Corry Strand lies at the foot of Corry Mountain on the northern shores of Lough Allen, in Co. Leitrim.
The strand is a noted area for boating, angling and swimming opportunities, with space for over-night camping and caravaning.
The strand is infamous for a boating tragedy, which took place on Good Friday, April 2, 1831, when 14 people, four men and 10 women lost their lives.
On that fateful morning 18 people set off for the market town of Drumshanbo at the southern end of the lake.
They arrived safely at the market town, planning to leave on the return journey in the mid-afternoon.
Laden with oats and potatoes purchased at the market, the boat sat considerably lower in the water than on the southerly leg on the journey.
Two members of the party decided against making the journey.
As darkness descended on the lake a gale blew up and the boat capsized. The bodies were located the following morney and buried in a mass-grave in Kilbride Cemetery. A large stone was erected over the grave.€10.00 – €60.00€10.00 – €60.00
Turlough O’Carolan, that well known Irish Harper-Composer, was born in the year 1670 near Nobber, County Meath, where his father was a blacksmith.
In 1684, when he was 14 years of age, his family moved to Ballyfarnon, County Roscommon, where John Carolan – Turlough’s father – was employed by the McDermott-Roe family who lived at Alderford, Ballyfarnon.
Mrs. McDermott-Roe took an interest in him and had him educated. When Turlough was 18 years of age he contracted small pox, a disease which was usually fatal at the time. His life was spared but he was left permanently blind. Turlough’s blindness, in a way, was a blessing because it awakened in him a hidden gift for music.
It was then that his patron, Ms Mary McDermott-Roe, saw to it that he was trained in the Irish Harp. She had him apprenticed to a harper who was a relation of hers. She maintained him during his three years of study and when he reached 21 years of age provided him with a harp, a horse, a guide and sufficient money to begin his professional career. He started on his way as an Itinerant Harper.
At first he was not considered to be a great musician, mainly because he was an adult when he started studying, and when it was suggested to him that he try his hand at composing he did so and composed Sheemore and Sheebeg.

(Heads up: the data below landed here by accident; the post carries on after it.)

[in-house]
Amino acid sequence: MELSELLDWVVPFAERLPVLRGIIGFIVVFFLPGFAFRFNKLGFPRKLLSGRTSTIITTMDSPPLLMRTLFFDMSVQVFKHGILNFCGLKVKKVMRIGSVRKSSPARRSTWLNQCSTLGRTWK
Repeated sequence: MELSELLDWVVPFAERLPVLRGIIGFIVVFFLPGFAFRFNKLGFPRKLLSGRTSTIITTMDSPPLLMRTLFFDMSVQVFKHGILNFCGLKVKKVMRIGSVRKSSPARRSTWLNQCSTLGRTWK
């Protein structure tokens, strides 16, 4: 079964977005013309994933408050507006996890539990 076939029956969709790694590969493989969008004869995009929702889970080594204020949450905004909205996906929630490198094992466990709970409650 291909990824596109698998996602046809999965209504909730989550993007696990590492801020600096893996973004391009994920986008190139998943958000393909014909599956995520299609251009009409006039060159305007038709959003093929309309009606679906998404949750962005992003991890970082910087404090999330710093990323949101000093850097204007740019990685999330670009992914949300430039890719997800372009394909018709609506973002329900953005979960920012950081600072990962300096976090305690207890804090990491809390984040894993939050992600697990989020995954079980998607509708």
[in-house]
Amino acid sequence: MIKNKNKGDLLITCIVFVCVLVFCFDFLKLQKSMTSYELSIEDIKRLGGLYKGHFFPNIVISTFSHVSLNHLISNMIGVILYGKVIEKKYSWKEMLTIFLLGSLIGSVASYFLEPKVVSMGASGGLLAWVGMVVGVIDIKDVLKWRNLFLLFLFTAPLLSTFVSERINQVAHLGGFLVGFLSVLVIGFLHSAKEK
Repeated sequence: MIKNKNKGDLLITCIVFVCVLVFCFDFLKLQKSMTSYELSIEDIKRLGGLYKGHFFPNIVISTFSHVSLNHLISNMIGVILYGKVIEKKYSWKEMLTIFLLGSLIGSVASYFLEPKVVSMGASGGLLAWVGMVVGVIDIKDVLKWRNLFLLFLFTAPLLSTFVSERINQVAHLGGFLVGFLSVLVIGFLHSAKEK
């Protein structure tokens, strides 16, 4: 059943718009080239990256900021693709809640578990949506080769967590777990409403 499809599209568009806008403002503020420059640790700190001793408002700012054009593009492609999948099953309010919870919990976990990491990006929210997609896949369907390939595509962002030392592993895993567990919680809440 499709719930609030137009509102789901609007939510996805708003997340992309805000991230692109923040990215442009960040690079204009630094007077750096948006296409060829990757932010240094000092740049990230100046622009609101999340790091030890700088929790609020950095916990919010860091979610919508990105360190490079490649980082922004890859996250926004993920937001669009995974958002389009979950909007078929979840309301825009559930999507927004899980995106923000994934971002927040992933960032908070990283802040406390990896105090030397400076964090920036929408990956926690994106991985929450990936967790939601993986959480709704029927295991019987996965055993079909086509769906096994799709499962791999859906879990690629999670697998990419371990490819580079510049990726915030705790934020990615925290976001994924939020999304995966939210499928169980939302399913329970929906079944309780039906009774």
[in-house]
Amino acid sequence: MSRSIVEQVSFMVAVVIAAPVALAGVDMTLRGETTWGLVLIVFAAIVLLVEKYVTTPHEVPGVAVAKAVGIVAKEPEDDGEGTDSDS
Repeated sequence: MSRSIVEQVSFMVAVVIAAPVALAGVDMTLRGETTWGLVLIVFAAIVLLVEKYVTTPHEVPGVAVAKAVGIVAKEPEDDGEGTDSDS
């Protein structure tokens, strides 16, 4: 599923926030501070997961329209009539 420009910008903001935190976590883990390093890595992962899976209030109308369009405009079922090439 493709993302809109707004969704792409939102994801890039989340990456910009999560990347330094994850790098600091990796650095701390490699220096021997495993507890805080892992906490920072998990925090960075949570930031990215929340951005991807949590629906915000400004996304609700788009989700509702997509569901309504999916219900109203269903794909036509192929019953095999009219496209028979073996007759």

It was then his fame spread throughout Ireland and his career took off. The way Turlough made a living was to travel from big house to big house and from castle to castle, entertaining the households and the friends of some of the most famous and wealthy people in Ireland at the time.
Often as a special favour he would write a tune in honour of the man of the house or his wife or daughter. He called these tunes “Planxties”. He was very successful and people would delay weddings and funerals until he could be present to play the appropriate tune.
In 1720 , Turlough Carolan married Mary Maguire. He was then 50 years of age. Their first family home was a cottage on a parcel of land near Mohill, Co Leitrim, where they settled. They had seven children, six daughters and a son. In 1733 his wife Mary died.
Turlough Carolan was one of the last Irish Harpers who composed and a significant number of his works survive in single line melody. He started playing the harp when he was 18 years of age and became very skillful at it, but his .fame developed from his gift for composition and verse. When
Turlough Carolan was a very young man, before his blindness, he met and fell in love with a young woman named Bridget Cruise. Bridget was part of a noble family and Turlough’s family was of skilled labourers, so a match could never be made.
And even though he went on to live a very successful life, he never forgot Bridget and wrote three “Planxties” in her honour. He met her again near the end of his life when he was on his way to a Religious Retreat in County Donegal.
In the year 1738, feeling ill, he returned to the home of his patron, Ms Mary McDermott-Roe. It is said that his ‘final composition was to her Butler who brought him his last drink. He died on the 25th March, 1738, aged 68 years.
He was buried with much ceremony in the cemetery at Kilronan. A plaque in Saint Patrick’s Cathedral, Dublin, honours him as “The last of the Irish Bards”, the man who brought to a close the centuries-old tradition of the Wandering Poet/Minstrel. Carolan’s wake is said to have lasted for four days. Harpers from over a wide area attended the wake and played their harps continuously. His funeral was also impressive with a large number of Priests taking part in the ceremony.€10.00 – €60.00€10.00 – €60.00
The homestead of the 1916 leader Seán Mac Diarmada in Kiltyclogher, Co. Leitrim is the jewel in the county’s historic crown.
The Sean Mac Diarmada Cottage is located in Corranmore, a few kilometres outside the village of Kiltyclogher and is maintained in its original condition as a National Monument by the OPW since 1964.
The homestead consists of three buildings, the cottage, the dairy and the byre and commands an impressive view across the valley. The interior of the MacDiarmada family home is an impressive example of a traditional Irish cottage and is incredibly atmospheric.€10.00 – €60.00€10.00 – €60.00